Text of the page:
Anyone wanting to travel by air, rail, or sea in Canada must be fully vaccinated by the end of the month according to a new federal policy.

Prime Minister Justin Trudeau announced the new measure Wednesday which will also require all federal employees to be fully vaccinated against COVID-19.

There will be a one-month grace period where proof of a recent negative COVID test will still be accepted but by November 30, all travellers in federally regulated air, rail and marine services will have to be fully vaccinated. Testing exemptions will only be allowed in extremely limited emergency situations.

The new mandate will also apply to passengers travelling internationally on flights departing from Canadian airports.

The onus will be on those operators, such as Air Canada, West Jet, Via Rail, to verify proof of vaccination which can include paper copies or provincial vaccination passports.

When it comes to ferries, passengers will not have to be vaccinated, however, all federally regulated vessels with more than 12 crew will face mandatory vaccination for their staff.

The government says it will work with the cruise industry to put in place strict requirements ahead of the 2022 cruise season.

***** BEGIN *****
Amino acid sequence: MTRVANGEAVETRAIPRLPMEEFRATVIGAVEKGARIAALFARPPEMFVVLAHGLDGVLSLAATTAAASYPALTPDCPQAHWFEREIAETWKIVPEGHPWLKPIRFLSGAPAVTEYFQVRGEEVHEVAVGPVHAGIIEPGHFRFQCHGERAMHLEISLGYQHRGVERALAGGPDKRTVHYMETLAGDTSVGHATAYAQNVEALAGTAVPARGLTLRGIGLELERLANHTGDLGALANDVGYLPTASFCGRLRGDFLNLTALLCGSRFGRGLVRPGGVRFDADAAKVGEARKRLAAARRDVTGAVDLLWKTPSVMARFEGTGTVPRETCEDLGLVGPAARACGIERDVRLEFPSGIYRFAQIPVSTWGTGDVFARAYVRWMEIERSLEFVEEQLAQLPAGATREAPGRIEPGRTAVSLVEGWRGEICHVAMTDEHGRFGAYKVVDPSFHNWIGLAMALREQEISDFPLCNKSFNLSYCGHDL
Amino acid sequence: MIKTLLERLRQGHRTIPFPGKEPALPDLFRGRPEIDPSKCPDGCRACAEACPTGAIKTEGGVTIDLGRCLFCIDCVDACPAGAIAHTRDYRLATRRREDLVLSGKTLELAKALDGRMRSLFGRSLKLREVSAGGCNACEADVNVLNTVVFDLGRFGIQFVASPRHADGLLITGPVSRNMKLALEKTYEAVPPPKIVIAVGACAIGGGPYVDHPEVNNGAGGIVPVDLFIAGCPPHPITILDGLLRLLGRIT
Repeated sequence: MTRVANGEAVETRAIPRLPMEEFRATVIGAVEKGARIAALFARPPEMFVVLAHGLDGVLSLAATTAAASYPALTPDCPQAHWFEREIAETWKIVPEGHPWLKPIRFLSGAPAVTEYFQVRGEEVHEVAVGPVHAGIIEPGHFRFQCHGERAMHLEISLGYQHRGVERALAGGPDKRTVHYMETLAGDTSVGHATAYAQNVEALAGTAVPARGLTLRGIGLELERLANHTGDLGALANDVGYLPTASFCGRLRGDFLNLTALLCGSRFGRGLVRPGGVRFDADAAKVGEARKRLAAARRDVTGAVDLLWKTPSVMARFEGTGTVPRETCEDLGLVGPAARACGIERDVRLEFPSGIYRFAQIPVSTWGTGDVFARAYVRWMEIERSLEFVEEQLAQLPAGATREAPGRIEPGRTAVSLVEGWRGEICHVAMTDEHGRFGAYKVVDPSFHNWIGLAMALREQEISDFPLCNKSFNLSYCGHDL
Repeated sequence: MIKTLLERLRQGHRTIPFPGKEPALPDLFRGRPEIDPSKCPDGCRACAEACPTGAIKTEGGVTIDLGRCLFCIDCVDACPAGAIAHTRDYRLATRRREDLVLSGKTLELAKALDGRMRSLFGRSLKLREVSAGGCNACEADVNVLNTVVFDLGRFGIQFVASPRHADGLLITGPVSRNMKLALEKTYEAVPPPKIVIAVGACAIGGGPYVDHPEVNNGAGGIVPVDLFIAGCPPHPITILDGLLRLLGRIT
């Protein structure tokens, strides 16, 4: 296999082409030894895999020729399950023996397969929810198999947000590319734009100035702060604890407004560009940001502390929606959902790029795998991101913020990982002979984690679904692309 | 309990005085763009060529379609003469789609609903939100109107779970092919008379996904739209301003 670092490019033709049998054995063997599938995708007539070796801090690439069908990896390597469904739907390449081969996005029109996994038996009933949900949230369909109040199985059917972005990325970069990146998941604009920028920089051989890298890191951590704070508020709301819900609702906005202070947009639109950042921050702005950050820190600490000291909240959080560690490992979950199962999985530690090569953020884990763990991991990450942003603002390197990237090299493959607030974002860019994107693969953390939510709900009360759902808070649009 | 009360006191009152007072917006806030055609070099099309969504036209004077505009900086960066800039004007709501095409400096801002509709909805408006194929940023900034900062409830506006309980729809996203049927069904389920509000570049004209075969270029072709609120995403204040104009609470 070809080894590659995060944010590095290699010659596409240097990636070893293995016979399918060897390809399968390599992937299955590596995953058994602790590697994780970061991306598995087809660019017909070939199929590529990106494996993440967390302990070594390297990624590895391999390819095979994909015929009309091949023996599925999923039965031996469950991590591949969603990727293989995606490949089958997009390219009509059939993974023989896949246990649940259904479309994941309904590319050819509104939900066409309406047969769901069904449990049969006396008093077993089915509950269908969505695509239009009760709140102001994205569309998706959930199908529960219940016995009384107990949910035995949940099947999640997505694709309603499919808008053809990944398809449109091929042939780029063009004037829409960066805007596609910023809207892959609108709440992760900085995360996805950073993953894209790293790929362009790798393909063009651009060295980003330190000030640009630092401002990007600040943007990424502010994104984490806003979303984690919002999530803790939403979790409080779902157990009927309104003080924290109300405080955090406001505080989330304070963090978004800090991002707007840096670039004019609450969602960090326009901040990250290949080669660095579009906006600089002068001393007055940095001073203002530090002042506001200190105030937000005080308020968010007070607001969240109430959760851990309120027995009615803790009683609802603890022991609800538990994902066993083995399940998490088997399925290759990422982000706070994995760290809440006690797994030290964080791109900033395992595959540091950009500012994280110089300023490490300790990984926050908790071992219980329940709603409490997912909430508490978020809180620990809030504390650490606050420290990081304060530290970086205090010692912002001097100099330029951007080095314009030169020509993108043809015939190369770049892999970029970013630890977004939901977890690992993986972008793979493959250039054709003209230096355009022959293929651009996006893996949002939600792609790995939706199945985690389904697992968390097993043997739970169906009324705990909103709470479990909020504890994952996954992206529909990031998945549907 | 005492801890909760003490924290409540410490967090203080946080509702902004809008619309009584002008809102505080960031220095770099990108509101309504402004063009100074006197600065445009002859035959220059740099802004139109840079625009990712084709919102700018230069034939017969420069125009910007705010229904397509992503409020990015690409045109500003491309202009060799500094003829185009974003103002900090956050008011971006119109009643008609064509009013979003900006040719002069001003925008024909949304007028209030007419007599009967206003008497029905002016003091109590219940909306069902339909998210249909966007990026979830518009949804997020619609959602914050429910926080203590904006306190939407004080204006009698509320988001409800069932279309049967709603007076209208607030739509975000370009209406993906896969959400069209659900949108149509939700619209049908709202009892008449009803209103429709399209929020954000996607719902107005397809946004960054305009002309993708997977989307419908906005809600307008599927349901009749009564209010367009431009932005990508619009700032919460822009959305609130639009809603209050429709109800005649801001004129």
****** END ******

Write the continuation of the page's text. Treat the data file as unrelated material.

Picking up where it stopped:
“If you’ve done the right thing and gotten vaccinated, you deserve the freedom to be safe from COVID-19, to have your kids be safe from COVID, to get back to the things you love,” the Prime Minister Justin said.

Approximately 82 per cent of eligible Canadians have received a double dose of Health Canada-approved vaccines, Deputy Prime Minister Chrystia Freeland said at the same briefing.

“This …is about the government taking action on behalf of that majority who spoke in the election, to be sure that a minority of people cannot sabotage Canada’s economic recovery and cannot allow the fourth wave or other variants to cause real problems for us,” Freeland said.

All federal employees have until October 29 to provide their vaccine status after which they could find their access to the workplace restricted and placed on administrative leave without pay.

Those who have received just one of two COVID-19 shots would be placed on administrative leave without pay if they don’t receive their second shot within 10 weeks of the first dose.

Those public servants who still refuse to get vaccinated by November 15 will be placed on unpaid leave until they can prove their vaccination status has changed.

Trudeau said exemptions will be difficult and onerous to obtain, and simply having a personal conviction that vaccines are “bad” will not be sufficient.

Employees who provide false attestations will be punished with disciplinary action, including firings.

This policy applies to more than 267,000 workers, regardless of whether they work in the office or remotely.

The new policy does not apply to employees of crown corporations or members of the Canadian Armed Forces, however, they are asked to enforce similar measures.

Stephane Aubry, vice-president of the Professional Institute of the Public Service of Canada (PIPSC), said his union is concerned about how those accommodations will play out.

While his union is not planning to challenge the new policy, they may have to file grievances on a case-by-case basis, he said.

“This is a concern for us because it’s pressure on the employees, and we will defend our members as much as we can,” Aubry said in an interview Wednesday.

This content was originally published here.